This is a completely manual process, and you need to practice it a lot to become proficient in it.


Also: The closer your orbital velocity is to the total speed limit, the more the behaviour of your ship will deviate from the perfect Newtonian behaviour. At small speeds, the orbit trick works quite well.

Since the top velocity is limited to relatively small value (due to aforementioned gameplay reasons), it might be impossible to orbit a target as fast as you would wish to, which would perhaps limit its practical utility in this game.
« Last Edit: October 09, 2012, 11:05:37 am by Herra Tohtori »
There are three things that last forever: Abort, Retry, Fail - and the greatest of these is Fail.

 

Offline jr2

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Wait.  I think he's saying that he was trying to glide and thrust was still being applied.  Perhaps throttle position was set after Glide was engaged?

EDIT: Ninja'd

 
Yeah, he seems to have been trying to circle the Theseus by applying a constant force towards it whilst moving tangentially. Based on what Herra said it sounds like the radial thrust is sapping tangential velocity, resulting in the fighter slowly spiralling inwards. I suspect fixing it would require a rework of the damping physics.
The good Christian should beware of mathematicians, and all those who make empty prophecies. The danger already exists that the mathematicians have made a covenant with the devil to darken the spirit and to confine man in the bonds of Hell.

 

Offline Herra Tohtori

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Yeah, he seems to have been trying to circle the Theseus by applying a constant force towards it whilst moving tangentially. Based on what Herra said it sounds like the radial thrust is sapping tangential velocity, resulting in the fighter slowly spiralling inwards. I suspect fixing it would require a rework of the damping physics.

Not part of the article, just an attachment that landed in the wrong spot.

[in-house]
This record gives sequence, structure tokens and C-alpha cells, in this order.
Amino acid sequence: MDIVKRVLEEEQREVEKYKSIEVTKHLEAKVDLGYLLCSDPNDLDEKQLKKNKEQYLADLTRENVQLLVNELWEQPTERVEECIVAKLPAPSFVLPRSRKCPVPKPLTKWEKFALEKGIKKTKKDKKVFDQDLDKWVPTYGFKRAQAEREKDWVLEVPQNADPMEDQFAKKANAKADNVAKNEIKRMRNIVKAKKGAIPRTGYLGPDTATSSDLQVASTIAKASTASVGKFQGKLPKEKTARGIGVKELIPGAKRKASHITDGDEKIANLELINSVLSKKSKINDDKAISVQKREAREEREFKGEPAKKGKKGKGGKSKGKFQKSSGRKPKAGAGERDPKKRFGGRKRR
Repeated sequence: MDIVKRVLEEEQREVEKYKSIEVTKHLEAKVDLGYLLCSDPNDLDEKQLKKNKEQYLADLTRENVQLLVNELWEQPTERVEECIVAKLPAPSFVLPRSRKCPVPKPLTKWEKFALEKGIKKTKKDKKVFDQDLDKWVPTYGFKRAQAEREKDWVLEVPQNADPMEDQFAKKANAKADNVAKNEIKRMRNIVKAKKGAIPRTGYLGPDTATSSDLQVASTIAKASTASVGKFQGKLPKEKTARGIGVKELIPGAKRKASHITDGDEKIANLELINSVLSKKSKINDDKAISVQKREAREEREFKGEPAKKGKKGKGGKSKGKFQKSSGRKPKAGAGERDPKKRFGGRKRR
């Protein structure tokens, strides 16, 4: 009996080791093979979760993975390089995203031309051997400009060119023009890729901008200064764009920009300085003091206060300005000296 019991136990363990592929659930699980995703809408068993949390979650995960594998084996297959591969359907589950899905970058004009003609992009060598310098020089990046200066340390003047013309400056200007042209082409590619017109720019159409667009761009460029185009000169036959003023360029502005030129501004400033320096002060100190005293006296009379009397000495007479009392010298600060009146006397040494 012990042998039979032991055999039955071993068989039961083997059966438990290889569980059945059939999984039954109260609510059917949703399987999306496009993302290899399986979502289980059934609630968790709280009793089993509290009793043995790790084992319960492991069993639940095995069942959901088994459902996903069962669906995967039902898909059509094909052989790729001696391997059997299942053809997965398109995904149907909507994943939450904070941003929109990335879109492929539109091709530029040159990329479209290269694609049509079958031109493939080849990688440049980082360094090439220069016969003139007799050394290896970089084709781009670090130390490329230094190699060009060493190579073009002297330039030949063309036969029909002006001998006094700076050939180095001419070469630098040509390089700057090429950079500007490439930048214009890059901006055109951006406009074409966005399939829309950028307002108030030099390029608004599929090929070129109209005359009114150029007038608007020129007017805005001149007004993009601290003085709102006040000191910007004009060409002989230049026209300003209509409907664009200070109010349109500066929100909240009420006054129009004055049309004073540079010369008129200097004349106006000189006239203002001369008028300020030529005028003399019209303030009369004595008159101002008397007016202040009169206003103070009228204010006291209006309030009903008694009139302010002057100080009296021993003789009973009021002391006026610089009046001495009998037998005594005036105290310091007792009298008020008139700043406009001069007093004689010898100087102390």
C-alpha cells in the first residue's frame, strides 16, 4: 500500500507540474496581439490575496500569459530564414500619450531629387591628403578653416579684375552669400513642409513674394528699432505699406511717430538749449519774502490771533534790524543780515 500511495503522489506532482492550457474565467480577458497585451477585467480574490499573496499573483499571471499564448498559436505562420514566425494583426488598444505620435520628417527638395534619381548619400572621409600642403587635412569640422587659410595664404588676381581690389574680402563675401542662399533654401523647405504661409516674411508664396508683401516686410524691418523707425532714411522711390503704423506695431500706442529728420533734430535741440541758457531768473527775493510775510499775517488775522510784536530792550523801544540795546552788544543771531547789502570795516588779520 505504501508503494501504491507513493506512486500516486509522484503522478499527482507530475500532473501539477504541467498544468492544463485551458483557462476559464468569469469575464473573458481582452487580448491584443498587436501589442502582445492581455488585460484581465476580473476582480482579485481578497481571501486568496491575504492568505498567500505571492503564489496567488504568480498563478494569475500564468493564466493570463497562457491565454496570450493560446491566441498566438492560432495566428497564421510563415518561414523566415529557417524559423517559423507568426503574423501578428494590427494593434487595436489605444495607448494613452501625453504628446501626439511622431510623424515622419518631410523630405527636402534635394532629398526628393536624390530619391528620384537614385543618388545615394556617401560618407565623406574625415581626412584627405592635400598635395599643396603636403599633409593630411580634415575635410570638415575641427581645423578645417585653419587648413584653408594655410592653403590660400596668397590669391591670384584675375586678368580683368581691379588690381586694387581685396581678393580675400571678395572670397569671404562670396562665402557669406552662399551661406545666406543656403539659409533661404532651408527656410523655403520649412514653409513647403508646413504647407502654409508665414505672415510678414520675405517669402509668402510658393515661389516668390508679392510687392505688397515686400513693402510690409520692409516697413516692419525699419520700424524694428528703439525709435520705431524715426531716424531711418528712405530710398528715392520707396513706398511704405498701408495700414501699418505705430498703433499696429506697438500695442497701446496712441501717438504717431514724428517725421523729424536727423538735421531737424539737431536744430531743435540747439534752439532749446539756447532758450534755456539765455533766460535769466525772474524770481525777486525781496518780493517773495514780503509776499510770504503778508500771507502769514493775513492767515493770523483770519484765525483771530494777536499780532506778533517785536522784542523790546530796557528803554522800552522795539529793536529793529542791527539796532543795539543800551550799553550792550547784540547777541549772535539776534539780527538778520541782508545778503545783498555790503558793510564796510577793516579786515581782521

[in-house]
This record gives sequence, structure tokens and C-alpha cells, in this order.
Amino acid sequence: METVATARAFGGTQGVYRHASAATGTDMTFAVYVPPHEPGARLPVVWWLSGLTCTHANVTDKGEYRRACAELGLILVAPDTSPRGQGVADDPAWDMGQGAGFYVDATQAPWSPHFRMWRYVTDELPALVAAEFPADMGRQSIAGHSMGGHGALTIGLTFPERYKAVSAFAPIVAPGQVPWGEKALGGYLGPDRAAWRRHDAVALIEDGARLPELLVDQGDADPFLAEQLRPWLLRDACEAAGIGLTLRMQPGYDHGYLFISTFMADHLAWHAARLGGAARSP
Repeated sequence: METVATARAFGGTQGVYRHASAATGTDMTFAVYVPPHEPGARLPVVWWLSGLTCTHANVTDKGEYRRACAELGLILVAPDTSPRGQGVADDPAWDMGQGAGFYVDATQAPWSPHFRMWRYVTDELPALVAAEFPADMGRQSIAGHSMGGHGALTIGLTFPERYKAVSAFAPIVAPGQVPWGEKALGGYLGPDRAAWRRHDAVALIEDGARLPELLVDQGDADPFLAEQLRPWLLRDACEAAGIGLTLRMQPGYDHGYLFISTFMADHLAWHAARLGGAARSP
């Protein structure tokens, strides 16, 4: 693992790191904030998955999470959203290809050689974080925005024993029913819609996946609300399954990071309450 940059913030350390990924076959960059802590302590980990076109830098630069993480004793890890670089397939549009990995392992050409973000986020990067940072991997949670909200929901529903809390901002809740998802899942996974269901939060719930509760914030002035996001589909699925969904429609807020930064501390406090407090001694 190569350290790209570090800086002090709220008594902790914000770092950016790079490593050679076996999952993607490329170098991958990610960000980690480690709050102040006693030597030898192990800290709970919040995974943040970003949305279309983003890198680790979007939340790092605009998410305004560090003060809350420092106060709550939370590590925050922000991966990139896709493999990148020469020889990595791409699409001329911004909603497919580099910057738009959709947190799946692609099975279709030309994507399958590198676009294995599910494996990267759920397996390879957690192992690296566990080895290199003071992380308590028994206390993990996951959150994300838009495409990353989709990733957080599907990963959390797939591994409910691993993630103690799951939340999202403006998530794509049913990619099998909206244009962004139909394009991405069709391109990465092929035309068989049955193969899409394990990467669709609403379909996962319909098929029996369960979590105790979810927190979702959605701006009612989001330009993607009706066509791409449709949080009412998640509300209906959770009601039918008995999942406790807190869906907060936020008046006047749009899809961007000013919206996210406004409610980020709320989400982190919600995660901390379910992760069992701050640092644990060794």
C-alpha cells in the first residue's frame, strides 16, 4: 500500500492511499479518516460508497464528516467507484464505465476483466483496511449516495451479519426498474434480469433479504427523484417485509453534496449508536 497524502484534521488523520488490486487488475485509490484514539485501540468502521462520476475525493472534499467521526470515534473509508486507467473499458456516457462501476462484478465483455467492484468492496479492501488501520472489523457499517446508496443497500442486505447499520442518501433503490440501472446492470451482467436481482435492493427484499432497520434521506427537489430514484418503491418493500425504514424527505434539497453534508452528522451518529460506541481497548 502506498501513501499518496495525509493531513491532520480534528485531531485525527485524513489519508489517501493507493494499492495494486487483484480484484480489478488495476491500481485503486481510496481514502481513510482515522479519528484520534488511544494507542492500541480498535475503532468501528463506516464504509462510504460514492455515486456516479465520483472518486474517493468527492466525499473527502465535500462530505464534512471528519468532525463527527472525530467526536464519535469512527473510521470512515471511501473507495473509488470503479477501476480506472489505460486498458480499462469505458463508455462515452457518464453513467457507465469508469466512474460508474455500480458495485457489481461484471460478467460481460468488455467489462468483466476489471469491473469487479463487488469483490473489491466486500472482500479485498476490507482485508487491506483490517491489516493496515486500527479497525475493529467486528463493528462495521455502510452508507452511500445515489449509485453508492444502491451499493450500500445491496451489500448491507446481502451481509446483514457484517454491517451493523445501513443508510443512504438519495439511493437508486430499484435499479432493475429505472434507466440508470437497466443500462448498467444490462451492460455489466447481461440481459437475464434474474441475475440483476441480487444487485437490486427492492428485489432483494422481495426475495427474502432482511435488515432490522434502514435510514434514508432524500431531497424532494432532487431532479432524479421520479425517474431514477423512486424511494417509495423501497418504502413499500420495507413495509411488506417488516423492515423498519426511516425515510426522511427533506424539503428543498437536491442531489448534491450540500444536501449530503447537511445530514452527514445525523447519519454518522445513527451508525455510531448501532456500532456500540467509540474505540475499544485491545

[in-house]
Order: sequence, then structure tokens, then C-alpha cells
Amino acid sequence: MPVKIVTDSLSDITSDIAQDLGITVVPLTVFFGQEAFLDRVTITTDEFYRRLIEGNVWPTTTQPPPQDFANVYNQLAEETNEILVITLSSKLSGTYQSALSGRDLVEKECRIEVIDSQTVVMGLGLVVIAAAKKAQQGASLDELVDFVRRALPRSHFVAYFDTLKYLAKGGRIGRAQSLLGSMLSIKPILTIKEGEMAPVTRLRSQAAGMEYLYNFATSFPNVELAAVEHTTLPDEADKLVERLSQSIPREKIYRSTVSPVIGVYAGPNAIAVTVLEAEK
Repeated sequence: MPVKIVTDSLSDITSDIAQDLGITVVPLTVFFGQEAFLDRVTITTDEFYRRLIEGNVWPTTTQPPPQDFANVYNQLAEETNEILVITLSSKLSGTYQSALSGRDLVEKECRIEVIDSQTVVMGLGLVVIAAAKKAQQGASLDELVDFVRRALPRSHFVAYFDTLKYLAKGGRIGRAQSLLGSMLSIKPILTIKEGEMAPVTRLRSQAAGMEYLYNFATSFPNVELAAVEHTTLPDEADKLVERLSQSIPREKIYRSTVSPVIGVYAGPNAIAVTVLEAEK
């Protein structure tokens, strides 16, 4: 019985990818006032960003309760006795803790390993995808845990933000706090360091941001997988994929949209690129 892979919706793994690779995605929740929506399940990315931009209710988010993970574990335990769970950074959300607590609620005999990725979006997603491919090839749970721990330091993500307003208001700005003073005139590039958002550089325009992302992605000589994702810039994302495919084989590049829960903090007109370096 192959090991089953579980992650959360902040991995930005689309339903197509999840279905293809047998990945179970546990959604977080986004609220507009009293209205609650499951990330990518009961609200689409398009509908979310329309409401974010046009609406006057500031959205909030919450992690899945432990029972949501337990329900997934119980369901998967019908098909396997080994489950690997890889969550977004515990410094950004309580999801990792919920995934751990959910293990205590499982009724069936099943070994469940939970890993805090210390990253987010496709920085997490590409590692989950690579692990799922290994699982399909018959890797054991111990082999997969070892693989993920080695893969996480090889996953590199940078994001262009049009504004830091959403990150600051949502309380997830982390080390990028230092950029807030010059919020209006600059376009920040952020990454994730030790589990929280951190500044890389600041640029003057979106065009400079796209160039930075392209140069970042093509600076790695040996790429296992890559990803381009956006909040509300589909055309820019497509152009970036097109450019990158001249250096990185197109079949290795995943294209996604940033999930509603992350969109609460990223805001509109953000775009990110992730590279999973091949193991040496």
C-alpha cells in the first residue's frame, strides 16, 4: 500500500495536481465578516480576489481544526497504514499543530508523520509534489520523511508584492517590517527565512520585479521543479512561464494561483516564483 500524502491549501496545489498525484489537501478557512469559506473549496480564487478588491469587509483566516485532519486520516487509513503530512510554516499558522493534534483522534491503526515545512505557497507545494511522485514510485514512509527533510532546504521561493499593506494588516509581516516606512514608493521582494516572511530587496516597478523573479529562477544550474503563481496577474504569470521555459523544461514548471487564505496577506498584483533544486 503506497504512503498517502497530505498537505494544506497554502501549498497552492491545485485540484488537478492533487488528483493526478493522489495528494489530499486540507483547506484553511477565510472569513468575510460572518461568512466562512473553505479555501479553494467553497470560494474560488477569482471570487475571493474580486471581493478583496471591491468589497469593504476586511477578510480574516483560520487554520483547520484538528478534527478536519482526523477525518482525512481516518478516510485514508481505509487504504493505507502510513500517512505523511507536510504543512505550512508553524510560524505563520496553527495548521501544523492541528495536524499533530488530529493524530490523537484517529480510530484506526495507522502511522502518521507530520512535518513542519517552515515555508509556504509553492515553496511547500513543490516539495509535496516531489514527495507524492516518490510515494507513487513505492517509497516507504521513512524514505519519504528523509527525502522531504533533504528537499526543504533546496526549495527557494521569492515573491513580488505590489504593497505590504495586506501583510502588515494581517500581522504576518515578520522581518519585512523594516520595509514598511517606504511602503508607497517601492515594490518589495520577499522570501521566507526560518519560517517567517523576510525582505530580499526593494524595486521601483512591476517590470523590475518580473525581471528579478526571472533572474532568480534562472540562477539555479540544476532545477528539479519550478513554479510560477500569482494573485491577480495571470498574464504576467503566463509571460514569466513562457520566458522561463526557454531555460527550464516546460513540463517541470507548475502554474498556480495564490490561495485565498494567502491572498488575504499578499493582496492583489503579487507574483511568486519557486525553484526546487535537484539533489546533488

Yep, that's probably what happens. I haven't tried long orbits around a target myself, but for a section of the arc it did seem to work.

Fixing it would probably indeed require modification of damping physics, or increasing the maximum velocity, but considering the potential benefit from such a modification would be quite marginal compared to the work it would likely require, I wouldn't hold my breath waiting for it.
There are three things that last forever: Abort, Retry, Fail - and the greatest of these is Fail.

 

Offline Sushi

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Yeah, there's all sorts of silly weirdness going on with how damping (and velocity ramping) are applied when thrusting in glide mode. It's basically the best we could do while 1) not rewriting the entire physics system of FSO and 2) still making it feel like your ship follows more or less the same laws of physics in and out of glide mode.

 
In Tachyon, you could move parallel to an object, hit glide and point at it,  then toggle spurts of glide while pointing at the object. Done right, you orbit, but speed decays each time you go from glide on to glide off. But the whole orbit thing isnt my beef.

While in glide sliding sideways and looking at the Theseus, i found there was still nose forward thrust being applied. It was my understanding that all forward thrust is cut when glide is on and you could point anywhere but still travel along the vector the viper was going when glide was applied. I will work around it regardless. I was just seeing if anybody encountered this or if I'm just special. And no i dont like being special.


Btw, the best you could do? You did better than any damn corporation could and you did it without pay. My hat off to you. I figured it was a limitation of the fs2 engine, not a codewrite failure. Really its only noticed against a static object. And the maneuvering thrusters could help too.
« Last Edit: October 10, 2012, 08:44:34 am by Slicerjen »

 

Offline Dragon

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Just cut the engines when you start gliding. Diaspora features a realistic glide mode, which is really just "assistance off" mode. Your ship behaves in accordance to a fairly good approximation of the Newtonian flight model.

 

Offline Sushi

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Yeah, the key thing to remember is that engines still work in glide (they get cut by default when you hit the key, but if you wiggle the throttle at all that will be undone). That's a feature, not a bug. :)

As Dragon pointed out, we intended for Glide to behave more like "vector assistance off" than "engines off." You're still subject to the same (scientifically silly, but important to the game) speed limits, but unless you apply throttle or thrust in some direction you WILL just keep flying along the same vector.

 
What is the current vMax?  A Viper VII has an Overclock of 110 and that is also its max forward speed.  I presume these numbers are meters per second also?  Just curious.

 

Offline MatthTheGeek